When the bridge was closed to traffic in August 2020 under an experimental traffic order, local people felt the bridge was safe for non-drivers and protected Poole Park from the hundreds of cars an hour that passed through the bridge into Poole Park near the boating lake. The majority of residents asked for it to remain closed, yet in March 2021, the bridge was reopened to traffic.
The closure had formed part of a low traffic neighbourhood (LTN) scheme, which according to a government directive should be in place long enough for their benefits and disbenefits to be properly evaluated and understood. Chris Heaton-Harris, transport minister, has warned that if LTNs are not given a chance to work, or are removed without evidence they are failing, councils could lose future central government funding.
Keyhole Bridge Group are bringing the judicial review that could result in the council’s decision to reopen Keyhole Bridge being overturned and the bridge being closed to traffic. However, the community group now claims that members of Poole Conservative party were amongst the first to join a new Facebook group set up to oppose the judicial review.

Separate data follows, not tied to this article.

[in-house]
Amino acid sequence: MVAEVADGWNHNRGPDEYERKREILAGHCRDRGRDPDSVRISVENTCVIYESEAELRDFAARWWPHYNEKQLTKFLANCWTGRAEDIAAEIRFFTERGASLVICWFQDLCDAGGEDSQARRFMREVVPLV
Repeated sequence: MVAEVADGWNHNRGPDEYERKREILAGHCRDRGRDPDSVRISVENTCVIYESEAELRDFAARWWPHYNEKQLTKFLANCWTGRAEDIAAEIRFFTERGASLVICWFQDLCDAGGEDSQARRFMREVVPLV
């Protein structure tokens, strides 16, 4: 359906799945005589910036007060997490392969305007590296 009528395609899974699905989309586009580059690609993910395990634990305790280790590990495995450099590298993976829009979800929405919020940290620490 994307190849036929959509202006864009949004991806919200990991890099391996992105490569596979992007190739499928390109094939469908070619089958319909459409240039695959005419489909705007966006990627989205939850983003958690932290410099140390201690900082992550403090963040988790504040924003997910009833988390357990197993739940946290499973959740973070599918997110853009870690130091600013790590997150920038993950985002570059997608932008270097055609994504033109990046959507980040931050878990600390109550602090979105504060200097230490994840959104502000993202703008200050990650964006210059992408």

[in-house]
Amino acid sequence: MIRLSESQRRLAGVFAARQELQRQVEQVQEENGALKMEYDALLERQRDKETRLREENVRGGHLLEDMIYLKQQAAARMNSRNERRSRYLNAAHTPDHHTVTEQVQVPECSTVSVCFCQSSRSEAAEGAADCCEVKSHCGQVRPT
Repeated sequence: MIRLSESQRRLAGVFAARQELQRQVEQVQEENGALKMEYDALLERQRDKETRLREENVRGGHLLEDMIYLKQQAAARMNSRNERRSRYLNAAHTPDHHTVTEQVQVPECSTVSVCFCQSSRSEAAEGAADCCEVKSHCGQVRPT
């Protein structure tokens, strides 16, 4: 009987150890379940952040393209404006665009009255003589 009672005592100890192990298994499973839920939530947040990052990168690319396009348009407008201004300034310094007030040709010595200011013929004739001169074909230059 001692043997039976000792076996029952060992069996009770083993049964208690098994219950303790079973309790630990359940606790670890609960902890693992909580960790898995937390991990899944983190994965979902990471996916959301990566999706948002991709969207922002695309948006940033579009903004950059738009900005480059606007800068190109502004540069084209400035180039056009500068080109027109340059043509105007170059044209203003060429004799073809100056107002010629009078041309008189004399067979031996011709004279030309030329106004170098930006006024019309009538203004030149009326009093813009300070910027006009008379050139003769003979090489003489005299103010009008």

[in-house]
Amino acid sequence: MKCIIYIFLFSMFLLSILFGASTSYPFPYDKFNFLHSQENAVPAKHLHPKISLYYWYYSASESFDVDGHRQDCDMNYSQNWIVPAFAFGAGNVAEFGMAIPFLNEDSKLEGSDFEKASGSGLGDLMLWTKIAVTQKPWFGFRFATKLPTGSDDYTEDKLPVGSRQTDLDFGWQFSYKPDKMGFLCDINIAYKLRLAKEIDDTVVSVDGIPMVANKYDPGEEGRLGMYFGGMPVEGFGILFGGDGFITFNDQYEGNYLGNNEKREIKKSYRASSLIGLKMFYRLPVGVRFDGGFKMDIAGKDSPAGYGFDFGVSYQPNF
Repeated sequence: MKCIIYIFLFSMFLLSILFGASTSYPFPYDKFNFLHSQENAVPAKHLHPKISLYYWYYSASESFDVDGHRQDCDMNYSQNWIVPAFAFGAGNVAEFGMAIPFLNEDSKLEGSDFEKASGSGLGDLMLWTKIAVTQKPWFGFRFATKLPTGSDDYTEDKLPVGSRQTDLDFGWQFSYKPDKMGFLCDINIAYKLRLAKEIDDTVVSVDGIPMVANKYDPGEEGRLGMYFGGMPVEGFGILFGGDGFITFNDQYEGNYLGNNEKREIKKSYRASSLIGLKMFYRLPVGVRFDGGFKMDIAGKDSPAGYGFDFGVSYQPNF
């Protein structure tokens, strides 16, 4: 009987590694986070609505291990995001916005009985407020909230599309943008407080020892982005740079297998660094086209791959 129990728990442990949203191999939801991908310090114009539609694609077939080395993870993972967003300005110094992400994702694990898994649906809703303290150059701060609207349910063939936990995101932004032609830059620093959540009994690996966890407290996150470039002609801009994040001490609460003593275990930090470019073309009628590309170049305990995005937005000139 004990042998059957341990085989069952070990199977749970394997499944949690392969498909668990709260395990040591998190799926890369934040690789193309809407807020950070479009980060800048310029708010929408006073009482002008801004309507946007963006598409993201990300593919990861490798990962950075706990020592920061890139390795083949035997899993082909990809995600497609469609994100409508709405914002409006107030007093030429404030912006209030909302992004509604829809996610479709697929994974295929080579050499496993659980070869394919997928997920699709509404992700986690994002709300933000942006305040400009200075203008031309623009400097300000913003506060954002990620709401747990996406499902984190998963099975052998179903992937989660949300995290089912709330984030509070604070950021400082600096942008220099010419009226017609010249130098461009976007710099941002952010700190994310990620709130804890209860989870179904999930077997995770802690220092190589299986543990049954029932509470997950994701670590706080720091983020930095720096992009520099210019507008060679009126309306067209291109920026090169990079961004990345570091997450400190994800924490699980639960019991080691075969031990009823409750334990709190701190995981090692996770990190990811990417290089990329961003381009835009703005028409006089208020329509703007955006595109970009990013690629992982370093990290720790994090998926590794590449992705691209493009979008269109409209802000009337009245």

A spokesperson for Keyhole Bridge Group said: “The guidance from central government is very clear and had it been in place earlier Keyhole Bridge would not have been reopened so swiftly and without up-to-date supporting evidence. Traffic congestion is an ever increasing problem, and these schemes are part of the solution. They are here to stay, and councils must give them time to bed in and be properly assessed. It’s disappointing that our local Conservative association is so out of step with its own leaders and the rest of the country that it doesn’t appreciate this and is trying to stand in the way of change.”
Keyhole Bridge Group’s judicial review has already received the court’s permission to proceed, confirming they have sufficient grounds for challenging the decision and they hope the case will be heard by the end of the year. They are represented by Richard Buxton Solicitors and Piers Riley-Smith of Kings Chambers and have received support from the Environmental Law Foundation and Warrior Agency, a local PR company.
There is a crowdfunding campaign via CrowdJustice to raise funds for the judicial review process. More information and details of how to support Keyhole Bridge Group can be found on the crowdfunding page here: https://www.crowdjustice.com/case/keyhole-bridge/
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